Passover (Pesach in Hebrew) is a Jewish festival celebrating the exodus from Egypt and the Israelites’ freedom from slavery to the Egyptians. The Feast of Passover, along with the Feast of Unleavened Bread, was the first of the festivals to be commanded by God for Israel to observe (Exodus 12). Commemorations today involve a special meal called the Seder, featuring unleavened bread and other food items symbolic of various aspects of the exodus.
Passover is one of the most widely celebrated Jewish holidays. Along with Shavuot (the Feast of Weeks or Pentecost) and Sukkot (the Feast of Tabernacles), Passover is one of the three “pilgrimage” festivals in Scripture, during which the Jews were commanded to travel to Jerusalem and observe the feasts together. Passover takes place in the spring, during the Hebrew month of Nisan. In Western countries, Passover is celebrated in early- to mid-April and is always close to Easter.
The book of Exodus tells of the origin of Passover. God promised to redeem His people from the bondage of Pharaoh (Exodus 6:6). God sent Moses to the Egyptian king with the command that Pharaoh “let my people go” (Exodus 8:1). When Pharaoh refused, God brought ten plagues on the land of Egypt. The tenth and worst of the plagues was the death of all the firstborn in Egypt.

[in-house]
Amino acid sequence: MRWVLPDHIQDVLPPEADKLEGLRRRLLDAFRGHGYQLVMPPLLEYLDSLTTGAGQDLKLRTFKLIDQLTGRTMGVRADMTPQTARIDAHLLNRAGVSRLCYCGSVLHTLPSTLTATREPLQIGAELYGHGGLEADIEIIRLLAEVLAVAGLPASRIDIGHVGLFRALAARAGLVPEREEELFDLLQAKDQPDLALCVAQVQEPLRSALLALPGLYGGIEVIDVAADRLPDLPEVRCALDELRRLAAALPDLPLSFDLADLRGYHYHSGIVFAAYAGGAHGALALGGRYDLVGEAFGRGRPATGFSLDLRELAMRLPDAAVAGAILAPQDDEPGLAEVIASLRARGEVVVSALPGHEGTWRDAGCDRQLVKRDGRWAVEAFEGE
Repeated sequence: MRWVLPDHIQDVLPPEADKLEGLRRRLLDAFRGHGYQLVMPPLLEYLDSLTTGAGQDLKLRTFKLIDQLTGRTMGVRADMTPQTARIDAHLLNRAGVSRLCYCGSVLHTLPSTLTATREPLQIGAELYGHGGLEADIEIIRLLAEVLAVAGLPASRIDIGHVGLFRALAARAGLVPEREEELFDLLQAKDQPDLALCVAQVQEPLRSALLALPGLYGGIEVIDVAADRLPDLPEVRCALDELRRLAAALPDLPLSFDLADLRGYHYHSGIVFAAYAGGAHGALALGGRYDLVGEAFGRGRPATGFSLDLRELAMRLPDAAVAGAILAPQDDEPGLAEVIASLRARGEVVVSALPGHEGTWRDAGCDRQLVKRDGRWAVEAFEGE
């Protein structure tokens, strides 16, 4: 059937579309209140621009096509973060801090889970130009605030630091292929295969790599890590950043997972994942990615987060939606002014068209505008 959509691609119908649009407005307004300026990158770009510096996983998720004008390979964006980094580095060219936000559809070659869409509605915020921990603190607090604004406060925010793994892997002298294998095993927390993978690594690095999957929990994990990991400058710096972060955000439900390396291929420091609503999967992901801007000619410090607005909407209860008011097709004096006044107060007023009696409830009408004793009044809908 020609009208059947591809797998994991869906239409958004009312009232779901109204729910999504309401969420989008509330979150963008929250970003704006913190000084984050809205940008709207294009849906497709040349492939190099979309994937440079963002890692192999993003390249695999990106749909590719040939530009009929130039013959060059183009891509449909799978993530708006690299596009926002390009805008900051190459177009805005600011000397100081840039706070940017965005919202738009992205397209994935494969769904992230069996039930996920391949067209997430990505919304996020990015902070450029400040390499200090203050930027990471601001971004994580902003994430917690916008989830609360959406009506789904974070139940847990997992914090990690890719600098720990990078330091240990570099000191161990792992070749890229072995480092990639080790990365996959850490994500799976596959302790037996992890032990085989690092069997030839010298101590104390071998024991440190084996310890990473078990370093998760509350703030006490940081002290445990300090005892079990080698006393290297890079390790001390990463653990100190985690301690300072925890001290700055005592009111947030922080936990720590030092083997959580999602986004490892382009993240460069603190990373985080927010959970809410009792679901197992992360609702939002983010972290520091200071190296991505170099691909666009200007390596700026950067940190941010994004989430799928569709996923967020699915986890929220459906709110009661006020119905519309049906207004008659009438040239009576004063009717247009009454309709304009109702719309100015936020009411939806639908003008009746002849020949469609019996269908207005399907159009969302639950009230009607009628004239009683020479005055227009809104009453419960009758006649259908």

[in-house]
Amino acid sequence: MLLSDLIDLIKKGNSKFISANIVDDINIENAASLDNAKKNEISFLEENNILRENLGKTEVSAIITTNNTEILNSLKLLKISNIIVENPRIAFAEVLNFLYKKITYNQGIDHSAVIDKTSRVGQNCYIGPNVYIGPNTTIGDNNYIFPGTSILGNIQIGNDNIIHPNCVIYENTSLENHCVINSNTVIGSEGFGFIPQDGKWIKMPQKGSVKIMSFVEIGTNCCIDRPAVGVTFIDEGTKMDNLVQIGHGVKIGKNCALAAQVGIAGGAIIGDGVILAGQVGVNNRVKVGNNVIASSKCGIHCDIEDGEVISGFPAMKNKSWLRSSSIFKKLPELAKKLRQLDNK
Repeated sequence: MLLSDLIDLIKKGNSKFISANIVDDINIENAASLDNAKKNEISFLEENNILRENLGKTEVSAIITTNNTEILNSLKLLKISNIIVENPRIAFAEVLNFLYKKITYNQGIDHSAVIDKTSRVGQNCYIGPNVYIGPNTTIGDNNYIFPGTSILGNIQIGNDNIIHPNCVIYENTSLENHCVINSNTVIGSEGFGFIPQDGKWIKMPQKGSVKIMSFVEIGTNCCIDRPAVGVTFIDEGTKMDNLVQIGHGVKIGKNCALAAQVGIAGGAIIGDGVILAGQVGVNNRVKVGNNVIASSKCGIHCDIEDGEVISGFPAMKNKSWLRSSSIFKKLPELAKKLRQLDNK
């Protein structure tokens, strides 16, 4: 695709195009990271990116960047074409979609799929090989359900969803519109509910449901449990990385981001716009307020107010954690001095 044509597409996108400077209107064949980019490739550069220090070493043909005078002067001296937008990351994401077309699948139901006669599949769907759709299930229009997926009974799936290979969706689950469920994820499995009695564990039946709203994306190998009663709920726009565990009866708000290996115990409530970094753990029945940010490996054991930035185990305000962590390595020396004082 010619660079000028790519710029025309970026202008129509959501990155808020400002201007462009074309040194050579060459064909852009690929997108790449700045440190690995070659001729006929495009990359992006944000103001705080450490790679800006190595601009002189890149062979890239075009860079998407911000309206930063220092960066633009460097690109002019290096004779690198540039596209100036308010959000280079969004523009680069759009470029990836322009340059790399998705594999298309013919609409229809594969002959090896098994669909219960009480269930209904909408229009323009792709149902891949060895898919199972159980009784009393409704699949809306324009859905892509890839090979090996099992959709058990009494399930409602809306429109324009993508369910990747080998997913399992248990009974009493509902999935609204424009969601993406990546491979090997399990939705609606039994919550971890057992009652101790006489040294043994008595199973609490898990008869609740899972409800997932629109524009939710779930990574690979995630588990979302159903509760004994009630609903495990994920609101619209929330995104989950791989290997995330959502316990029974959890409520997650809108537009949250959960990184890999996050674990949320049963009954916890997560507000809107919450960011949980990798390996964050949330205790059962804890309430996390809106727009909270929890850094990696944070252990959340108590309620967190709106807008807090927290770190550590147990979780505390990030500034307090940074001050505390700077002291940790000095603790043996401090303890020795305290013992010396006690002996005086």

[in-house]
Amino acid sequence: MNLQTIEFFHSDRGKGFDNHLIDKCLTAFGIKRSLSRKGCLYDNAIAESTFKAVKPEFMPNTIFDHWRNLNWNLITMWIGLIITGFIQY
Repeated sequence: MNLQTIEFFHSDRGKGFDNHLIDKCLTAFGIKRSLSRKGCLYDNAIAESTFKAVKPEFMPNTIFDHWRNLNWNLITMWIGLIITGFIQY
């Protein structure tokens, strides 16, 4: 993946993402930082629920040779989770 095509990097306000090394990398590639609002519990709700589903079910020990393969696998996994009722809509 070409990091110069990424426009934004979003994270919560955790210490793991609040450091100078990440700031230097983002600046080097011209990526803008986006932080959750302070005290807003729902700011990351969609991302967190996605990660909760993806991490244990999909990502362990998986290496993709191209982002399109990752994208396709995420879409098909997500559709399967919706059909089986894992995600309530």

The night of the first Passover was the night of the tenth plague. On that night, God told the Israelites to sacrifice a spotless lamb and mark their doorposts and lintels with its blood (Exodus 12:21–22). Then, when the Lord passed through the nation, He would “pass over” the households that showed the blood (verse 23). In a very real way, the blood of the lamb saved the Israelites from death, as it kept the destroyer from entering their homes. The Israelites were saved from the plague, and their firstborn children stayed alive. From then on, every firstborn son of the Israelites belonged to the Lord and had to be redeemed with a sacrifice (Exodus 13:1–2, 12; cf. Luke 2:22–24).
The children of Israel in Egypt followed God’s command and kept the first Passover. However, none of the Egyptians did so. All through Egypt, behind the unmarked, bloodless doorways of the Egyptians, the firstborn children died at midnight (Exodus 12:21–29). “There was loud wailing in Egypt, for there was not a house without someone dead” (verse 30). This dire judgment finally changed the Egyptian king’s heart, and he released the Israelite slaves (verses 31–32).
Along with the instruction to apply the Passover lamb’s blood to their doorposts and lintels, God instituted a commemorative meal: fire-roasted lamb, bitter herbs, and unleavened bread (Exodus 12:8). The Lord told the Israelites to “observe this rite as a statute for you and for your sons forever” (Exodus 12:24), even when in a foreign land.